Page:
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Managing Windows 8 Metro App Lifecycle to Keep an App “Always Alive”; Windows 8 RC to be Called “Release Preview”

Microsoft will refer to the release candidate of Windows 8 under a new title following the February released of Windows 8 beta, which Microsoft described as a “Consumer Preview” version.

The Windows 8 Release Candidate when launched will actually be called as the Windows 8 “Release Preview,” claims WinUnleaked.tk.

The site claim that the RC/RP version of Windows 8 will be launched sometime in late May or early June.

Windows 8 Release Preview

So far, Microsoft has not said anything about its schedule for pre-release versions of Windows 8, nor any word on what those builds will be called. In any case, Microsoft is still apparently sticking with its plans to launch the final shipping version of Windows 8 in late 2012, possibly sometime in October.

Also, in a April 10 blog post, Microsoft offers tips to Windows 8 Metro app developers on Managing app lifecycle so your apps feel “always alive”.

“The app lifecycle model in Windows 8 means that users no longer need to manage which apps are running. It also makes it easy for developers to craft a great user experience that doesn’t affect the device’s battery or performance when the app is in the background. Using the new lifecycle events, your app will always feel alive, even though it never runs when it is off-screen,” posted Adam Barrus, Program Manager, Windows.

There are four parts to a Windows 8 Metro lifecycle states at any given time: Not running, running , suspended or terminated. “As your app transitions between states, it receives lifecycle events that help you provide a consistent and high performance experience to your users,” writes Barrus.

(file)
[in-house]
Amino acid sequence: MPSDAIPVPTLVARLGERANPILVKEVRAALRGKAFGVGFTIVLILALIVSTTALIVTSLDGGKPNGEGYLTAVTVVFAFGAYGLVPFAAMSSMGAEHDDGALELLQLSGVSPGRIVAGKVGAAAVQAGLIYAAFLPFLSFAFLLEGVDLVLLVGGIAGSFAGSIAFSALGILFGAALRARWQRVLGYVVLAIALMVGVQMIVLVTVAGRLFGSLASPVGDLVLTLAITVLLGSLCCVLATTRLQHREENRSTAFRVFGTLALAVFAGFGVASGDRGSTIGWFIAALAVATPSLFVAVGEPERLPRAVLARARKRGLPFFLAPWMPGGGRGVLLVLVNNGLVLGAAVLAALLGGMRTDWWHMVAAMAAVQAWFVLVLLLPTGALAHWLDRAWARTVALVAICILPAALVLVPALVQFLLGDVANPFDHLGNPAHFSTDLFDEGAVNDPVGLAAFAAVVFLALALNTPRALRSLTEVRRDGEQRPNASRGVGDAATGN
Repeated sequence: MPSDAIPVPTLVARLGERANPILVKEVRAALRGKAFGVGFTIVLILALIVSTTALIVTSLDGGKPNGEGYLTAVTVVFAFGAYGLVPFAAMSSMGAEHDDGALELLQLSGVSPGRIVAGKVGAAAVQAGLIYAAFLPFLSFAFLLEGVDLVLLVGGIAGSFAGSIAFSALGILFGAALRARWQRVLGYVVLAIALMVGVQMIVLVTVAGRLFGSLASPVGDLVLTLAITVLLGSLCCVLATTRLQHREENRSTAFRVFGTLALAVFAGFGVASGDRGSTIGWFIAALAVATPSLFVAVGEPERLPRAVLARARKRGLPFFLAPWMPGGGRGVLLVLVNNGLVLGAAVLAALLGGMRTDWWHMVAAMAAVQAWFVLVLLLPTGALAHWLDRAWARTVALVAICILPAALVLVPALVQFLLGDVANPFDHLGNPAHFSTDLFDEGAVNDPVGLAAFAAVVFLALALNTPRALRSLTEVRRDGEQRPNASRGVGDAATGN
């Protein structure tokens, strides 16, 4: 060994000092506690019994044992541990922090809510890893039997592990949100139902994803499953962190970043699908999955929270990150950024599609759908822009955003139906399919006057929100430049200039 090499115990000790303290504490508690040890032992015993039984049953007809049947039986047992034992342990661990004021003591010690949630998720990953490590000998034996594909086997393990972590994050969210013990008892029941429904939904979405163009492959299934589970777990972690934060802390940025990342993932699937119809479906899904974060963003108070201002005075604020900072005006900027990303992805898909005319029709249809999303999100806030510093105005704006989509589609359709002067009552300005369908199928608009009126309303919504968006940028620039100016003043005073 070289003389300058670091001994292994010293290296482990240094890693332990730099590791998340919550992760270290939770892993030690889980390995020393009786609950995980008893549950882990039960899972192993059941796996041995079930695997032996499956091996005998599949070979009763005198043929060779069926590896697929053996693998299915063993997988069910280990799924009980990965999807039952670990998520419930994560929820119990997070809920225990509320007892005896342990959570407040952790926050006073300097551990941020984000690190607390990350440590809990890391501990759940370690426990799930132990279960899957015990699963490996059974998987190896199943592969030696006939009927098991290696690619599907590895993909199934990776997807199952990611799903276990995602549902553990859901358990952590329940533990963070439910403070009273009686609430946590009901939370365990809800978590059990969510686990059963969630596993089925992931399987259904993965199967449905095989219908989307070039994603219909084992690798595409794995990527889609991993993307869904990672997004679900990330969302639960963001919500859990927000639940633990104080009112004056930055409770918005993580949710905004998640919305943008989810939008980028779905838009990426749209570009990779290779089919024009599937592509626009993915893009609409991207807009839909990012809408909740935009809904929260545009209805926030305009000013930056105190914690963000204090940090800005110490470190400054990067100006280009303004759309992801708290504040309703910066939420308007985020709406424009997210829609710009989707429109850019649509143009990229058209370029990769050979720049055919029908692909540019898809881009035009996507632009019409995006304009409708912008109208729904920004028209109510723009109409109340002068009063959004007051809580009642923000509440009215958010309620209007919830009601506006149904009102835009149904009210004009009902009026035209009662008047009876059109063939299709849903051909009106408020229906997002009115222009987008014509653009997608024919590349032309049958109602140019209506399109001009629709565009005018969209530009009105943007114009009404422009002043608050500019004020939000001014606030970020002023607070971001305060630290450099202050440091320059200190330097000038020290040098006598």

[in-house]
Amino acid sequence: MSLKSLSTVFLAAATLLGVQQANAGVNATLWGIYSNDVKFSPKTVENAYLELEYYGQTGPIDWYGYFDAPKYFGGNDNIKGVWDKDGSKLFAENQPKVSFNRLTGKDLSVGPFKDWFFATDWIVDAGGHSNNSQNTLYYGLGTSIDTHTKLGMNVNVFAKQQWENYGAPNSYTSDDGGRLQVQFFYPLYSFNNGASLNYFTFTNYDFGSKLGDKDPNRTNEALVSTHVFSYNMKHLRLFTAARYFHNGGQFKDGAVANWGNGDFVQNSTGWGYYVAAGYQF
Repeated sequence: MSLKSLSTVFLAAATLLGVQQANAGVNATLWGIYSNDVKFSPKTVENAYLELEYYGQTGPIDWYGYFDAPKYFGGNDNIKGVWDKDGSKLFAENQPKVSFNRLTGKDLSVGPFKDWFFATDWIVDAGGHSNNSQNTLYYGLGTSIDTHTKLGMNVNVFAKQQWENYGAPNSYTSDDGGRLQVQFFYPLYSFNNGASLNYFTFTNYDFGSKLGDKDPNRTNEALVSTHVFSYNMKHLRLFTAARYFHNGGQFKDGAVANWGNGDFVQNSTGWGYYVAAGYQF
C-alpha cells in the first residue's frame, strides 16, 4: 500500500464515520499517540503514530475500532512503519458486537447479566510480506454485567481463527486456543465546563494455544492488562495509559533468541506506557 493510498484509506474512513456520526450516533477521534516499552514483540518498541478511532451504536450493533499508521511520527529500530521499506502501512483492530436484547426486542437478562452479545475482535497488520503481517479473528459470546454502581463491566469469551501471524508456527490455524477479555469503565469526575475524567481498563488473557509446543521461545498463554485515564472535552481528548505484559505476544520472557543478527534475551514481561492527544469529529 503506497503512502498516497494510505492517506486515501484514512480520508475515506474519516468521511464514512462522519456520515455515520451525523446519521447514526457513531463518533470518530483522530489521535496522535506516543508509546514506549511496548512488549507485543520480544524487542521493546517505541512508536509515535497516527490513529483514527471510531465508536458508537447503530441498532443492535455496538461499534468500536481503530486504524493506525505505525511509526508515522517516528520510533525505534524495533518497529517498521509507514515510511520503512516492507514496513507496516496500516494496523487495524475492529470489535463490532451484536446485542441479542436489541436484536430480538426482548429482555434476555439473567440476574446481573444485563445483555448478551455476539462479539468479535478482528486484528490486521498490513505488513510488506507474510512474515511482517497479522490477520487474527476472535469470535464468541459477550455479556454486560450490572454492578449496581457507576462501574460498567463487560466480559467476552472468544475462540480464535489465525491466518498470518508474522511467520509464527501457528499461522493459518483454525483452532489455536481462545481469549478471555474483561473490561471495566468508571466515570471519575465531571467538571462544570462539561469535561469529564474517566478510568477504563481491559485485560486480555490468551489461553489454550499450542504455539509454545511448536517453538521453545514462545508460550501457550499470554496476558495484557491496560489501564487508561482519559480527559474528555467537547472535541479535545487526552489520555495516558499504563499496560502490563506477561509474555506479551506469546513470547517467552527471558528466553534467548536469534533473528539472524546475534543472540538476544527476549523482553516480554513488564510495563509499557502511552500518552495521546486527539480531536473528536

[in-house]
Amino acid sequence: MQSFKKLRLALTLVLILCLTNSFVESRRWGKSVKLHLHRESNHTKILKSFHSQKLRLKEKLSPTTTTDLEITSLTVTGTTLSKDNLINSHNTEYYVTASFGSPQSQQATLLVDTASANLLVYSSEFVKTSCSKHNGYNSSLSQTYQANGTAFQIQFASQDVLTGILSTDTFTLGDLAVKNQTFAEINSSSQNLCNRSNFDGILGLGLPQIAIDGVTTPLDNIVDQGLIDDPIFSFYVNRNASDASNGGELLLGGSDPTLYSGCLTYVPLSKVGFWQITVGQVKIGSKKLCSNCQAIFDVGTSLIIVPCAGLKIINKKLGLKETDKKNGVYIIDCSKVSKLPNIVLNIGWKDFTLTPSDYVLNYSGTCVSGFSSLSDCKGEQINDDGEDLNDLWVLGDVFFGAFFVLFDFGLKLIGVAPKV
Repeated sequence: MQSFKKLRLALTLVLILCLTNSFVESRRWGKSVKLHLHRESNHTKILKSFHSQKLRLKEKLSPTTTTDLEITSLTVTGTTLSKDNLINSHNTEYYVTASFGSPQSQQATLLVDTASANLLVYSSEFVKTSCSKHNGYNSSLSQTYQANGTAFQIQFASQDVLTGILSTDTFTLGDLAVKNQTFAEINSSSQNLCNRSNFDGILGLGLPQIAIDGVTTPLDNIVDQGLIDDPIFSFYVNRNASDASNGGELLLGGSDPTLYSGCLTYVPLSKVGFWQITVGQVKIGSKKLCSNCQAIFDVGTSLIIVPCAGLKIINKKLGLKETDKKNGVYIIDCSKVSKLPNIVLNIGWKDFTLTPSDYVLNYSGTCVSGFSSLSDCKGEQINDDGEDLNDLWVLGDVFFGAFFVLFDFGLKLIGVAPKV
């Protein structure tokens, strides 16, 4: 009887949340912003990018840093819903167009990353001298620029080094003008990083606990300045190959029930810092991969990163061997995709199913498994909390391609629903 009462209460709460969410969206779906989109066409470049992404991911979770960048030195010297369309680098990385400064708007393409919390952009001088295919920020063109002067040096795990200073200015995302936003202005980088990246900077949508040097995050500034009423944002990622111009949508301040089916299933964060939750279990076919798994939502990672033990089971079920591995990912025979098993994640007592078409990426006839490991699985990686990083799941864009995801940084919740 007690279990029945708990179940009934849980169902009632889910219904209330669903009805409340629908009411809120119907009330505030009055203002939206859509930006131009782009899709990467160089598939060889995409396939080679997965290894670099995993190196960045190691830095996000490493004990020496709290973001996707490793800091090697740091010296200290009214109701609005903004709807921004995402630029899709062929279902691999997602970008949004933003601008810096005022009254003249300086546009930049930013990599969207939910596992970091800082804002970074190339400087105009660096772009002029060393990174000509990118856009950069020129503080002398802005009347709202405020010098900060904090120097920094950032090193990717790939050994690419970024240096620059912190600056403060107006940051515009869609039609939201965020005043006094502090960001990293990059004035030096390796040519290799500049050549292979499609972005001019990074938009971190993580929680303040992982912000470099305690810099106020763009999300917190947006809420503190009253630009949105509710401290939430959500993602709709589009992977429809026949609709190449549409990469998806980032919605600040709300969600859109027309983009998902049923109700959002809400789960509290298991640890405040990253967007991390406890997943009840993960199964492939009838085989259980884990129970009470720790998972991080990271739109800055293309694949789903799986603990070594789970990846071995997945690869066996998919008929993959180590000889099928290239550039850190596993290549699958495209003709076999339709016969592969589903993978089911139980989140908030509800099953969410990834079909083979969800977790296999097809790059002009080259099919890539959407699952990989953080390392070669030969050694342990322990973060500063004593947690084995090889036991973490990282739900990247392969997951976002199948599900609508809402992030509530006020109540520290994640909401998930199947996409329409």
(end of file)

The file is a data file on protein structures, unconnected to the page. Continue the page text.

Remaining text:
The diagram below shows how a Metro style app transitions between states. All Metro style apps move through these states as users launch apps, switch among them, and close them. “Your app will likely move between the running and suspended states quite often as users switch between apps. So, your app must handle the lifecycle events. In general, Metro style apps stop running when the user switches to another app. Windows suspends your app when it is not in the foreground. When your app is suspended, it is frozen in memory. It can’t run in this state, but Windows can instantly resume it when the user returns to it,” Barrus explains.

Windows 8 Metro style app transitions between states

He notes, “Metro style apps in Windows 8 must never close themselves or present app UI to allow a user to close your app. Suspending and terminating apps is handled by Windows on the user’s behalf to maintain system performance and battery life. If users want to close your app, they can do so by swiping from the top to the bottom of the screen or by pressing ALT+F4.”

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